The Wit And Wisdom Of Tyrion Lannister, by George R. R. Martin
Rare is the sort of book that accomplishes the difficult, if not particularly desirable, achievement that this one does. This is a book that takes the thoughts of a character that is commonly viewed as among the most wise, witty, and entertaining characters in the sprawling epic that is George R.R. Martin’s Song Of Ice And Fire saga and turns him into a somewhat boring and repetitive character who repeats the same few lines over and over again to diminishing returns about limited subjects. What is it that accounts for the gulf between the way that we think of Tyrion as such a sparkling character and the reality of his cynicism that masquerades but is not the genuine article of wit and wisdom? With all apologies to his size, it is likely due to the fact that Tyrion appears in the book series in somewhat small doses, and we do not have a concentrated reduction of what he actually says. He appears witty in the context of the story, when dealing with those who have no more sharper wits than a butter knife, but in the context of a book that provides his bon mots as wit, his insights appear decidedly more threadbare and less insightful than they are in that larger context of Martin’s work as a whole.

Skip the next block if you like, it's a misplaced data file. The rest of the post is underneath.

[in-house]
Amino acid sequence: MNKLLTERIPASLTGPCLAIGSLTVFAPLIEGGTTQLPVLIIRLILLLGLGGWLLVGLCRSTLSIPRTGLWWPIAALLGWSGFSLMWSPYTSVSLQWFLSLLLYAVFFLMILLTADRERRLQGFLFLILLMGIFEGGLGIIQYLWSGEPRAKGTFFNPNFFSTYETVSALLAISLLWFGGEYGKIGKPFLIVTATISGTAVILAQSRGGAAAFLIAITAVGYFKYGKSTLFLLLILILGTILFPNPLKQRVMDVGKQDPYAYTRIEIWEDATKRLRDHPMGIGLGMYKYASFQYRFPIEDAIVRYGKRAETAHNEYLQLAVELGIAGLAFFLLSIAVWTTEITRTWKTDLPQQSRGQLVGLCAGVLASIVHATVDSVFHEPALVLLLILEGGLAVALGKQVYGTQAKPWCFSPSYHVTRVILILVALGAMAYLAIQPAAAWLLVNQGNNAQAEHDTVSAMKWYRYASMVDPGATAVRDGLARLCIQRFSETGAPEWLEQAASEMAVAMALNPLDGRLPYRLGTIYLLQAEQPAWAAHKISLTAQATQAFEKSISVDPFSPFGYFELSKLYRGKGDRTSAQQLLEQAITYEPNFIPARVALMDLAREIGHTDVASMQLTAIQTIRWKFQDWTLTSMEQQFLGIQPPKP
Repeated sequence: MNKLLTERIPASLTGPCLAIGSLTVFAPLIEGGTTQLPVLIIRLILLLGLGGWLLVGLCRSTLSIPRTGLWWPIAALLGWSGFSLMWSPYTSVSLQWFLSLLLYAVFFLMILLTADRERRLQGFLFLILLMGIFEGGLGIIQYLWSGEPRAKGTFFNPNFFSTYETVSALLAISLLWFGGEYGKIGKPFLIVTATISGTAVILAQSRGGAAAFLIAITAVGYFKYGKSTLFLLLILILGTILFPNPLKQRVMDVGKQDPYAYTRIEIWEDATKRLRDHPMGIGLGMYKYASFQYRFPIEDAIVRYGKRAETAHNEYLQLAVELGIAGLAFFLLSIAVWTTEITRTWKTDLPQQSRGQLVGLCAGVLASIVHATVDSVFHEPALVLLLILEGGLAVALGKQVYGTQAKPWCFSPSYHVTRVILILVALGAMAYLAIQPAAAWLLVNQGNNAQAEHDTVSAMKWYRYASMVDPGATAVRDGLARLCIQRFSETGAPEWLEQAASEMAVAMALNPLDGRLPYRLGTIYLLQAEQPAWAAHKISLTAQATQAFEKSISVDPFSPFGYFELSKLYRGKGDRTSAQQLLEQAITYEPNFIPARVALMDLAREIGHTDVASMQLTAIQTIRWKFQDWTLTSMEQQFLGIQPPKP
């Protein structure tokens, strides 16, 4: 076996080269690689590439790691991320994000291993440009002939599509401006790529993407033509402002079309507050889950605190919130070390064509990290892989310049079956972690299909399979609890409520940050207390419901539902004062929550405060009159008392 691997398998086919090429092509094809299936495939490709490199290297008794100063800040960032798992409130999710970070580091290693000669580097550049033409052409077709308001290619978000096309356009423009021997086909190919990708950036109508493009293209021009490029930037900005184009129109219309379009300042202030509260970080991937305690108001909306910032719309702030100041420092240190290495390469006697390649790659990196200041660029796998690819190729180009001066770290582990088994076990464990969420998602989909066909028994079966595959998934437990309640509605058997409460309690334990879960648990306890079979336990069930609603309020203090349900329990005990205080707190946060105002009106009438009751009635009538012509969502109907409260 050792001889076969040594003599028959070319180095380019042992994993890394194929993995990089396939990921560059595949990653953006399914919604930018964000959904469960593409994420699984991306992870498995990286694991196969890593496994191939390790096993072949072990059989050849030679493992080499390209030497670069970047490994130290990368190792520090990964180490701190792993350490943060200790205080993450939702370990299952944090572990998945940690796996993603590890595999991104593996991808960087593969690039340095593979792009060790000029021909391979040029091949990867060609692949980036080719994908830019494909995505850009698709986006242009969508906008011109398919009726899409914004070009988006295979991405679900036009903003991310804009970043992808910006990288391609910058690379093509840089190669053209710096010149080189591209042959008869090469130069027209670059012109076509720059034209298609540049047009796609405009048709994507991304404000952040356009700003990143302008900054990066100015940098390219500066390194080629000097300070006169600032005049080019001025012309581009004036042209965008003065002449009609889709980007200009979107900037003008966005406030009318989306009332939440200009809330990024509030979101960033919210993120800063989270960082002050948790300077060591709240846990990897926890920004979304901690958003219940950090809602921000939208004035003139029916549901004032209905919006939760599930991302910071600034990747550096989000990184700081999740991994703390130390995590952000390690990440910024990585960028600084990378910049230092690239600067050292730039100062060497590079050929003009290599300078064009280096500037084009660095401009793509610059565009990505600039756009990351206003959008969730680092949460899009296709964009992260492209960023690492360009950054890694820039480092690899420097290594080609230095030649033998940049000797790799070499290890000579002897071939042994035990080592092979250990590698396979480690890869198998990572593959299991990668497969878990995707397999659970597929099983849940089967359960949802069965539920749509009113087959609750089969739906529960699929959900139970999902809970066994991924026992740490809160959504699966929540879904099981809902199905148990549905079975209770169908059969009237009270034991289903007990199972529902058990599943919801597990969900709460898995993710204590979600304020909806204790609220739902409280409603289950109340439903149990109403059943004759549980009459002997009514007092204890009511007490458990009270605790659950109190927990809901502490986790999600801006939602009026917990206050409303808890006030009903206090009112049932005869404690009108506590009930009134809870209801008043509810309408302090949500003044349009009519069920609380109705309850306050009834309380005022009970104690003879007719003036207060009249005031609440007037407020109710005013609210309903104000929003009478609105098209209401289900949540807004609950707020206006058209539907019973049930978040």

This book is a bit less than 200 pages but it feels a lot shorter than that, and would have been far better served to be still smaller than that. If this book had eliminated redundant quotes that merely sound tedious and tiresome when repeated after each other, it would be a short book indeed, perhaps even too short to have justified being printed, but it would have been better in providing the scope of what Tyrion Lannister talks about without beating the dead horses that are the few subjects on his mind. Among those few subjects are those that the book helpful divides the quotes into to hammer the narrowness of Tyrion’s mind home to the reader, including what it means to be a dwarf, the power of words, Tyrion’s cynical thoughts on romance, his twisted family values, his grim perspective on the human condition, his thoughts on music, his odes to food and drink, his views on kingship and politics as well as the art of war, his views of cowardice and lying, and his thoughts on dragons and other myths as well as religion. Each page consists of, at most, a single quote from the book that typically closely resembles the one before or the one after it, along with some well-done drawings or the occasional blank page at the end of chapters.